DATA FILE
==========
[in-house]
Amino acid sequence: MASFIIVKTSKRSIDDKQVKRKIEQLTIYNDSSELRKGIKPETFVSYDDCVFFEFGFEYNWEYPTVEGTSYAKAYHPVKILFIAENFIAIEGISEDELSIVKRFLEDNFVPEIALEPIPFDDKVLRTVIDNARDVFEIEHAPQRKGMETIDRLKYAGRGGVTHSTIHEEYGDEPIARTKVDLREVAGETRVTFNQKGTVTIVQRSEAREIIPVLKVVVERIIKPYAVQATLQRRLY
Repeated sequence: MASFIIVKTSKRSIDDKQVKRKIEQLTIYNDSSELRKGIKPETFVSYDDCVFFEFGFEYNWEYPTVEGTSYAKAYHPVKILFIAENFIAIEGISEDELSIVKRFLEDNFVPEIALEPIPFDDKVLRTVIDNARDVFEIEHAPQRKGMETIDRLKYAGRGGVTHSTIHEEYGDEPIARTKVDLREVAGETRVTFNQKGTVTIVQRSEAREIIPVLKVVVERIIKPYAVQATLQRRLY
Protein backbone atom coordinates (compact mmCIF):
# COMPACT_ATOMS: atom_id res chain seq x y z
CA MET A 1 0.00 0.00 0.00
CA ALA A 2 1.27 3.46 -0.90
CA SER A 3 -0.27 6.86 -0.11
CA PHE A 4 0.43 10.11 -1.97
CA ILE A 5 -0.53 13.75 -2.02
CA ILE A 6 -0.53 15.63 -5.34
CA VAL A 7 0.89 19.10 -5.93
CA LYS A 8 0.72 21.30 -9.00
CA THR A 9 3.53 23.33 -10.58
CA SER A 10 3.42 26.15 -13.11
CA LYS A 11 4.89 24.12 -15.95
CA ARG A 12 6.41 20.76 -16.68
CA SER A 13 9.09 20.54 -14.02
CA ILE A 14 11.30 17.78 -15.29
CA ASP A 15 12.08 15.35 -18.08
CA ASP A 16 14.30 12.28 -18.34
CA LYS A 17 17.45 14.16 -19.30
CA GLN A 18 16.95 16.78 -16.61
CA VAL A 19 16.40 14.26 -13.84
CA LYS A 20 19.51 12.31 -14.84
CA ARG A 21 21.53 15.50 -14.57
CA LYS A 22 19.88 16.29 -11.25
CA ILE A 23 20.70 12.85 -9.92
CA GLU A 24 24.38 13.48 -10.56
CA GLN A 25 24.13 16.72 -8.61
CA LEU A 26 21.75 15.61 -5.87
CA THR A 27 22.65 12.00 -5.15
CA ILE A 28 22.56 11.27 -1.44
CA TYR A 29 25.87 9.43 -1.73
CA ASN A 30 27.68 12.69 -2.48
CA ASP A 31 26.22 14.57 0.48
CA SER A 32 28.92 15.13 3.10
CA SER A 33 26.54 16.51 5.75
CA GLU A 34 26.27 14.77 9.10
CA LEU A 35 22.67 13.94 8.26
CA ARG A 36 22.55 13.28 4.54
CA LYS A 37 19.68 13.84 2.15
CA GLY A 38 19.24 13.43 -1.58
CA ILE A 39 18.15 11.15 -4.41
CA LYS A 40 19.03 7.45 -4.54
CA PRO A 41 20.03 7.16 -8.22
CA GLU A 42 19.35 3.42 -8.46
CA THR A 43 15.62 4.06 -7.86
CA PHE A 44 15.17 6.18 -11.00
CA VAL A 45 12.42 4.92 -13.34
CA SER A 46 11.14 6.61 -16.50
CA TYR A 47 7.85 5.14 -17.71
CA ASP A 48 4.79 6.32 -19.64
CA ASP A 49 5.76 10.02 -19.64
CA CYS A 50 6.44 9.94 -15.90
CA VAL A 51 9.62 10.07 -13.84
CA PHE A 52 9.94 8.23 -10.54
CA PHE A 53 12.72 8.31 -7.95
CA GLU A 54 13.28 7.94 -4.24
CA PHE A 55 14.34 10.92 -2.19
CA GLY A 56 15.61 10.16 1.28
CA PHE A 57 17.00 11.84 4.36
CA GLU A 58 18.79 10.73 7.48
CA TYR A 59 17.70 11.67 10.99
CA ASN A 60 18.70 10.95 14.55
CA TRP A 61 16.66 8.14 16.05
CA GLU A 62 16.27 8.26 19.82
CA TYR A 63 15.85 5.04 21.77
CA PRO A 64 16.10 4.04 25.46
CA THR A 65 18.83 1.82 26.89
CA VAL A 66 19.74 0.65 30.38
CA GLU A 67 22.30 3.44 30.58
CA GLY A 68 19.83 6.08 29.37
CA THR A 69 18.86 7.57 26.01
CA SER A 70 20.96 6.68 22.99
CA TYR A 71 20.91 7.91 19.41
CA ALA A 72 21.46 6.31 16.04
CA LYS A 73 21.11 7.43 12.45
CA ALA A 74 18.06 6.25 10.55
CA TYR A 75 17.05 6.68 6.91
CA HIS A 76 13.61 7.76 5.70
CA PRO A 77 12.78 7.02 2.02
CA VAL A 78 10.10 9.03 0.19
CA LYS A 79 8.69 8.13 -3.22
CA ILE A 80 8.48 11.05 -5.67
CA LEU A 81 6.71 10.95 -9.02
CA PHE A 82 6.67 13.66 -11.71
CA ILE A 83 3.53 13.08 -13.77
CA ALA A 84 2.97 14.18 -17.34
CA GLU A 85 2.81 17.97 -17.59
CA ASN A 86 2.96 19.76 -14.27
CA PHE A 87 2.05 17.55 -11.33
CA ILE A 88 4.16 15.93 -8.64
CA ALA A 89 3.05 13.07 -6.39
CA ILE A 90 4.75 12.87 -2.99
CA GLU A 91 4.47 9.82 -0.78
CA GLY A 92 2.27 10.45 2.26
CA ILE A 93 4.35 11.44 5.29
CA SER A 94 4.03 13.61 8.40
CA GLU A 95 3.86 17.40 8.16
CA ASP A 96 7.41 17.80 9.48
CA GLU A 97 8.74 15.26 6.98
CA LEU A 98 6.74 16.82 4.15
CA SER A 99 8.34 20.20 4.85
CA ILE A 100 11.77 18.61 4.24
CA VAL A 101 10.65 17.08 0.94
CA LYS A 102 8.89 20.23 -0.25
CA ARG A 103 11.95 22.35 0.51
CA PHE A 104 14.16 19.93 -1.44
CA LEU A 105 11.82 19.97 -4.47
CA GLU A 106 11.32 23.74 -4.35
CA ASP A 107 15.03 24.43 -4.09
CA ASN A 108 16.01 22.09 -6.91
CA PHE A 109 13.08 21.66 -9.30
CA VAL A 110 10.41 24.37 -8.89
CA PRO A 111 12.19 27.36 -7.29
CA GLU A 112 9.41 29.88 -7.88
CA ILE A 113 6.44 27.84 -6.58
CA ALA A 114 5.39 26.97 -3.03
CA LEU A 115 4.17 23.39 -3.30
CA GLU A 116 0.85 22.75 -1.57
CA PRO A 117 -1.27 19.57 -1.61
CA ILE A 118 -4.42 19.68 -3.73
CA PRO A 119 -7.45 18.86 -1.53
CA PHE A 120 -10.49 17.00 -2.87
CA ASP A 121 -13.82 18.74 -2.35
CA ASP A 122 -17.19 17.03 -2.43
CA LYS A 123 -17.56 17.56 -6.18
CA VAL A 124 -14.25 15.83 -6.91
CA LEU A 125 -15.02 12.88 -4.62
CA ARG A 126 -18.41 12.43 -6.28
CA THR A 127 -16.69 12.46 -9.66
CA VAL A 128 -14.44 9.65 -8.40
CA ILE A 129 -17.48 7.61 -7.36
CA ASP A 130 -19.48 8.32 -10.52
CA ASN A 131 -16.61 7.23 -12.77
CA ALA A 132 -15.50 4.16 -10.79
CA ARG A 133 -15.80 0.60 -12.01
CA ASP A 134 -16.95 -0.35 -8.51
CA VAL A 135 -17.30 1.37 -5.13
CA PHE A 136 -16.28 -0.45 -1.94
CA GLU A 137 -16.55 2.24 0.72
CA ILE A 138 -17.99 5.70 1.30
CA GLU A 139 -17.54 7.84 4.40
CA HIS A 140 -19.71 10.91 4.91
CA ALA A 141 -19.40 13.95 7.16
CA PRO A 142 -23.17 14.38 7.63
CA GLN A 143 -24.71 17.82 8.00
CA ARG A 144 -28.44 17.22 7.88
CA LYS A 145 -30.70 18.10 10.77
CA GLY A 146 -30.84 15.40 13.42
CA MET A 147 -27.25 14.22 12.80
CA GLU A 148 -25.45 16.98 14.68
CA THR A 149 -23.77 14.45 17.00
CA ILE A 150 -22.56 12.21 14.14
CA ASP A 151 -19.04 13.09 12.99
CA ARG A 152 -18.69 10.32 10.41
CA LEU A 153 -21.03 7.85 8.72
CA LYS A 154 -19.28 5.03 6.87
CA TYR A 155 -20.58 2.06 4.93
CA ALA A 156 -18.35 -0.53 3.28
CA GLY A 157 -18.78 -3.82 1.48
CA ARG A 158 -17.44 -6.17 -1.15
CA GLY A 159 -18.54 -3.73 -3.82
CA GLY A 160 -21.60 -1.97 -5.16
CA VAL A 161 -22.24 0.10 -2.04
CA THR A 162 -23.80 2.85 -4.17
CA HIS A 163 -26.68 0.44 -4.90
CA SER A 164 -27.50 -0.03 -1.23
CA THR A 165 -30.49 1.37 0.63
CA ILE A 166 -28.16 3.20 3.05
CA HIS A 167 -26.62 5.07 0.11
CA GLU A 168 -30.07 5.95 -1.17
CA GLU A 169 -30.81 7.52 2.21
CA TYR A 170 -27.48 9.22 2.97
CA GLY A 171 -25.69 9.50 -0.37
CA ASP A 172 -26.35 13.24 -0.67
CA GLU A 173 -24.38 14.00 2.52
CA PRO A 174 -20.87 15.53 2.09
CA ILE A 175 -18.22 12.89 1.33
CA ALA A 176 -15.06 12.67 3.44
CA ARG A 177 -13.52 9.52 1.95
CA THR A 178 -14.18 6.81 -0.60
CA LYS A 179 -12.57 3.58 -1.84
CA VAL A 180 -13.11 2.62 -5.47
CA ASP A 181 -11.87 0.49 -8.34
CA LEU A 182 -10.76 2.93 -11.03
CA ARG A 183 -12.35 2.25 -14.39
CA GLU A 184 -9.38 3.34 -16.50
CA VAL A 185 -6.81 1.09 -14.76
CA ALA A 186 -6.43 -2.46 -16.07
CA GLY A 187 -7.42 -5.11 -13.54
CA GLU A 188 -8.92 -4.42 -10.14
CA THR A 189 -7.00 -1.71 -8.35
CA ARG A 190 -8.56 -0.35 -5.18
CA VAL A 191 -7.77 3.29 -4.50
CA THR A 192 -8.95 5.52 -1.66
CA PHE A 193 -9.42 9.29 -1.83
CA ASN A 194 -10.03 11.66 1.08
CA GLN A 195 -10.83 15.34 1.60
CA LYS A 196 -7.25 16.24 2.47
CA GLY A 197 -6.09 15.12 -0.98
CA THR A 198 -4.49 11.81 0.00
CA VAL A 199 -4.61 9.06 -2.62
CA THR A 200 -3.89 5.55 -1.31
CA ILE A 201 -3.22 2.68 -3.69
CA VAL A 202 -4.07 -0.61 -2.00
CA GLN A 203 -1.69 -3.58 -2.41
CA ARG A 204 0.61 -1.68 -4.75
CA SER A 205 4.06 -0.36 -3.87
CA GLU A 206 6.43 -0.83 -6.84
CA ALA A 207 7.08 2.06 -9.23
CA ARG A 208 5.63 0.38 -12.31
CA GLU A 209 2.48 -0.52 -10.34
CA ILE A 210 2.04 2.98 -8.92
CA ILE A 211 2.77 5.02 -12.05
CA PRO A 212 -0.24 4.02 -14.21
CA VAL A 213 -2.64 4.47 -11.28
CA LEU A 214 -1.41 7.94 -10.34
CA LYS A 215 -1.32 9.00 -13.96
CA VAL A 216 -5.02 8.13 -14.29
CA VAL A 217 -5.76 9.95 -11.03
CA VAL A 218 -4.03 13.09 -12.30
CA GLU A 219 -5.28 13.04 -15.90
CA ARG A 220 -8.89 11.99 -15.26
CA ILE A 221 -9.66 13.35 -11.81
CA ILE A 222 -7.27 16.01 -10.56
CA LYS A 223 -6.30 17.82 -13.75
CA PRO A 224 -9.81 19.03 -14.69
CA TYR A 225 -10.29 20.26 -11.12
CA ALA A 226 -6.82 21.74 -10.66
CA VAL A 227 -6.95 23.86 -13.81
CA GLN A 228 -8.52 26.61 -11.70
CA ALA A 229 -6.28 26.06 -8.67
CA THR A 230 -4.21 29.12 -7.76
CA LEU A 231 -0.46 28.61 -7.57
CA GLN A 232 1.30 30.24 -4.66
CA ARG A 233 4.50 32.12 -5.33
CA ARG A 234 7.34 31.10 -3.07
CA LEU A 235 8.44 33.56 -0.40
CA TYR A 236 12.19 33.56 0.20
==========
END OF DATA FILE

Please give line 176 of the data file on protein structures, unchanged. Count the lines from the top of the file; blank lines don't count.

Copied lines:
CA GLY A 171 -25.69 9.50 -0.37